Orson Scott Card on our Dishonest, Dishonorable Media

Like all reasonable Americans, Democrat Orson Scott Card is not pleased with the state of journalism our country. His tone reveals a sense of betrayal everyone should be feeling right now. Here are some excerpts from his open letter to “almost every local daily paper in America” (found via what if?):

Your job, as journalists, is to tell the truth. That’s what you claim you do, when you accept people’s money to buy or subscribe to your paper.

But right now, you are consenting to or actively promoting a big fat lie — that the housing crisis should somehow be blamed on Bush, McCain, and the Republicans. You have trained the American people to blame everything bad — even bad weather — on Bush, and they are responding as you have taught them to.

If you had any personal honor, each reporter and editor would be insisting on telling the truth — even if it hurts the election chances of your favorite candidate.

Because that’s what honorable people do. Honest people tell the truth even when they don’t like the probable consequences. That’s what honesty means. That’s how trust is earned.

Card’s only mistake is believing that the people to whom he directs his letter care about honor and honesty, that they value ethics and truth. But this election season has made clear that there won’t be any light bulb moments in newsrooms across America. These people have already decided: epiphany, thy name is Obama.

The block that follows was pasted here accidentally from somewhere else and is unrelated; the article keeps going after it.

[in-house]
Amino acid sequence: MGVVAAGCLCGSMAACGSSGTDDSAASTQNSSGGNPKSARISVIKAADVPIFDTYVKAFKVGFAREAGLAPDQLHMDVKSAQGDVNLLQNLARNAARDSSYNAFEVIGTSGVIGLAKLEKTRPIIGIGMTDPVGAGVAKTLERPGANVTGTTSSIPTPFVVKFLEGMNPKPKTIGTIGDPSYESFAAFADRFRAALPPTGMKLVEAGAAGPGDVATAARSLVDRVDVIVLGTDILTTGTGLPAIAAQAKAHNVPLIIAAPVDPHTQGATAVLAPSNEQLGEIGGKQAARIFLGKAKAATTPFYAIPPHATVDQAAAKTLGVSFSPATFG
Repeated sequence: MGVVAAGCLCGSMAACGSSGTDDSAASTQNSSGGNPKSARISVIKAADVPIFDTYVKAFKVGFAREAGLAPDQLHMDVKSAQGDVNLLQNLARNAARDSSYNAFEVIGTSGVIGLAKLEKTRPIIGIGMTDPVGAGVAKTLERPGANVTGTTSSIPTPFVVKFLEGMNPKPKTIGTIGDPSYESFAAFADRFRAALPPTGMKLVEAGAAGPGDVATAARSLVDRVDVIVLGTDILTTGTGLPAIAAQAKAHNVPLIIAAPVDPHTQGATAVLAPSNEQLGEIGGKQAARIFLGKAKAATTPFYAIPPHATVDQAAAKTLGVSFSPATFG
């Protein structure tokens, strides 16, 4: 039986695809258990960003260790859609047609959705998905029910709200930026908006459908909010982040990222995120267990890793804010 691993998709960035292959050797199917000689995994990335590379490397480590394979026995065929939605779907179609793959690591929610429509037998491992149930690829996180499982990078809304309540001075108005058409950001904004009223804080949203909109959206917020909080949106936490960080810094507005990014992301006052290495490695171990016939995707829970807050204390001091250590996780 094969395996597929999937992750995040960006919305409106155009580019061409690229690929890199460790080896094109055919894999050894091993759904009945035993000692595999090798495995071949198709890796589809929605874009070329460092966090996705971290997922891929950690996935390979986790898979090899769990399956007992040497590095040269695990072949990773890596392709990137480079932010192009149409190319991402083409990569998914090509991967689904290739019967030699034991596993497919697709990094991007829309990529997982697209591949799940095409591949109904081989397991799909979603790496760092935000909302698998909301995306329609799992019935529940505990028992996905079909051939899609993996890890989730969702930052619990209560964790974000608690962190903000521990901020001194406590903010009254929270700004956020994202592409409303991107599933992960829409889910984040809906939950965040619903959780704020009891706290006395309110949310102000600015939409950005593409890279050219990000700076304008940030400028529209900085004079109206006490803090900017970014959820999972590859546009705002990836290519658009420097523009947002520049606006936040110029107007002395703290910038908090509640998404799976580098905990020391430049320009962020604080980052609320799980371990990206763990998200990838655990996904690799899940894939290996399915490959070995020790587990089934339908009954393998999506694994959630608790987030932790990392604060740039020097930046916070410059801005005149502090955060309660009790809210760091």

He continues:

Barack Obama is just another politician, and not a very wise one. He has revealed his ignorance and naivete time after time — and you have swept it under the rug, treated it as nothing.

Meanwhile, you have participated in the borking of Sarah Palin, reporting savage attacks on her for the pregnancy of her unmarried daughter — while you ignored the story of John Edwards’s own adultery for many months.

So I ask you now: Do you have any standards at all? Do you even know what honesty means?

Is getting people to vote for Barack Obama so important that you will throw away everything that journalism is supposed to stand for?

I appreciate Card’s optimism in reaching out to these “journalists,” and applaud his attempt to call them out on their despicable betrayal of Americans’ trust. But these rhetorical questions won’t shame members of the media into doing right by their readers. It is the American people – Joe the plumber and Tito the construction worker and Jenn the blogger – and not the media elite who will ultimately shape the outcome of the election.

We have reached a Dickensian moment in American history, the age of foolishness in journalism and the age of wisdom among patriotic citizens. So let the mainstream American media plummet into the worst of times; it is at the polls, and not in the newspapers, that we will ensure the best of times.


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